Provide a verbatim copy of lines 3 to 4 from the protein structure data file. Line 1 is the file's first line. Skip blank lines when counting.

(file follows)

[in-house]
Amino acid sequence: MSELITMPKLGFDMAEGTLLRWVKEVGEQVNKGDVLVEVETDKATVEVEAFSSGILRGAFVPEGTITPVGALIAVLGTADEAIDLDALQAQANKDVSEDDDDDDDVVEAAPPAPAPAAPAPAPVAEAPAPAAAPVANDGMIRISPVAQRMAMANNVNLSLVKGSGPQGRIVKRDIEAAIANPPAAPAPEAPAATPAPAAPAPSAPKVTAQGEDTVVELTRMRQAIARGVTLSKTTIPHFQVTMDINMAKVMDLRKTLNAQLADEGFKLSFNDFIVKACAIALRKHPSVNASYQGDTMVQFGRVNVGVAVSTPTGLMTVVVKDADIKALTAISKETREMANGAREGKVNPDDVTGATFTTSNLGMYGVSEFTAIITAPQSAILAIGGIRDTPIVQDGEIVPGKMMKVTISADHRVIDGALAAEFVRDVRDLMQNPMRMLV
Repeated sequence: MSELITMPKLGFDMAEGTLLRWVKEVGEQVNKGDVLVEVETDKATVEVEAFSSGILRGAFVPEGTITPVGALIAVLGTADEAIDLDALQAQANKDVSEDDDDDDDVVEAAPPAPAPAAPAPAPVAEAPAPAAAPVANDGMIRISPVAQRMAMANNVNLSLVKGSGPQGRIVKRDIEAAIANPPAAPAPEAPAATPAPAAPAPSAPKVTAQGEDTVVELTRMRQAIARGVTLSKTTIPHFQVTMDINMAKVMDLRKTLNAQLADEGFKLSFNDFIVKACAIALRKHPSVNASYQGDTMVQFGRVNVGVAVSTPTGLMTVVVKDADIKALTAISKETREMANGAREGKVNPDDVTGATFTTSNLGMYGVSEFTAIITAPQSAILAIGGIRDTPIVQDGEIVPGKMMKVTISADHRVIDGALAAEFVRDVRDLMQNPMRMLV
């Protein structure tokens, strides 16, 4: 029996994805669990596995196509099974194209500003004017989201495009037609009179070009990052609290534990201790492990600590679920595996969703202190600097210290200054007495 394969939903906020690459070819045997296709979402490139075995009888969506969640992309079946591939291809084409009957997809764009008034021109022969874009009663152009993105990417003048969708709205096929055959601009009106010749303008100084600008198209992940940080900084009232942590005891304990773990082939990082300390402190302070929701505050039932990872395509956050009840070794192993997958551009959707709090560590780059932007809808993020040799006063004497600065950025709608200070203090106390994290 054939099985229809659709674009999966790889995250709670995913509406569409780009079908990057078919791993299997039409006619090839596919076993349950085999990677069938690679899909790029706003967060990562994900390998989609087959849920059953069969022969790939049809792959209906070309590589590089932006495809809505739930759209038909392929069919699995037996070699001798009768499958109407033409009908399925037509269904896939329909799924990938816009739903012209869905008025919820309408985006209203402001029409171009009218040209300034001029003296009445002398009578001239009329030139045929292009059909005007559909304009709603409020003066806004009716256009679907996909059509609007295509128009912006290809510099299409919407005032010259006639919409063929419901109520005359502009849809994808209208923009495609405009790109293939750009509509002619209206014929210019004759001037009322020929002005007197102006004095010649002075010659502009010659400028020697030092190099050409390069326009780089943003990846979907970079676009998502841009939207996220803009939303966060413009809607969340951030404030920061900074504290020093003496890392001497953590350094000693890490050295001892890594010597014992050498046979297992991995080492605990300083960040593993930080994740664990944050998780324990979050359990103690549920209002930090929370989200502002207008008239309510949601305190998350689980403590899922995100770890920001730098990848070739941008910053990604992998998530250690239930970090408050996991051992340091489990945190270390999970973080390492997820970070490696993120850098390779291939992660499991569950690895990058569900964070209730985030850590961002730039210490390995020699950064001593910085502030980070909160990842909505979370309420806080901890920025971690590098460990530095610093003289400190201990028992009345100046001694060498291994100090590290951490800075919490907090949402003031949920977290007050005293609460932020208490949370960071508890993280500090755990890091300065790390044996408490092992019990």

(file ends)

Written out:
Repeated sequence: MSELITMPKLGFDMAEGTLLRWVKEVGEQVNKGDVLVEVETDKATVEVEAFSSGILRGAFVPEGTITPVGALIAVLGTADEAIDLDALQAQANKDVSEDDDDDDDVVEAAPPAPAPAAPAPAPVAEAPAPAAAPVANDGMIRISPVAQRMAMANNVNLSLVKGSGPQGRIVKRDIEAAIANPPAAPAPEAPAATPAPAAPAPSAPKVTAQGEDTVVELTRMRQAIARGVTLSKTTIPHFQVTMDINMAKVMDLRKTLNAQLADEGFKLSFNDFIVKACAIALRKHPSVNASYQGDTMVQFGRVNVGVAVSTPTGLMTVVVKDADIKALTAISKETREMANGAREGKVNPDDVTGATFTTSNLGMYGVSEFTAIITAPQSAILAIGGIRDTPIVQDGEIVPGKMMKVTISADHRVIDGALAAEFVRDVRDLMQNPMRMLV
């Protein structure tokens, strides 16, 4: 029996994805669990596995196509099974194209500003004017989201495009037609009179070009990052609290534990201790492990600590679920595996969703202190600097210290200054007495 394969939903906020690459070819045997296709979402490139075995009888969506969640992309079946591939291809084409009957997809764009008034021109022969874009009663152009993105990417003048969708709205096929055959601009009106010749303008100084600008198209992940940080900084009232942590005891304990773990082939990082300390402190302070929701505050039932990872395509956050009840070794192993997958551009959707709090560590780059932007809808993020040799006063004497600065950025709608200070203090106390994290 054939099985229809659709674009999966790889995250709670995913509406569409780009079908990057078919791993299997039409006619090839596919076993349950085999990677069938690679899909790029706003967060990562994900390998989609087959849920059953069969022969790939049809792959209906070309590589590089932006495809809505739930759209038909392929069919699995037996070699001798009768499958109407033409009908399925037509269904896939329909799924990938816009739903012209869905008025919820309408985006209203402001029409171009009218040209300034001029003296009445002398009578001239009329030139045929292009059909005007559909304009709603409020003066806004009716256009679907996909059509609007295509128009912006290809510099299409919407005032010259006639919409063929419901109520005359502009849809994808209208923009495609405009790109293939750009509509002619209206014929210019004759001037009322020929002005007197102006004095010649002075010659502009010659400028020697030092190099050409390069326009780089943003990846979907970079676009998502841009939207996220803009939303966060413009809607969340951030404030920061900074504290020093003496890392001497953590350094000693890490050295001892890594010597014992050498046979297992991995080492605990300083960040593993930080994740664990944050998780324990979050359990103690549920209002930090929370989200502002207008008239309510949601305190998350689980403590899922995100770890920001730098990848070739941008910053990604992998998530250690239930970090408050996991051992340091489990945190270390999970973080390492997820970070490696993120850098390779291939992660499991569950690895990058569900964070209730985030850590961002730039210490390995020699950064001593910085502030980070909160990842909505979370309420806080901890920025971690590098460990530095610093003289400190201990028992009345100046001694060498291994100090590290951490800075919490907090949402003031949920977290007050005293609460932020208490949370960071508890993280500090755990890091300065790390044996408490092992019990």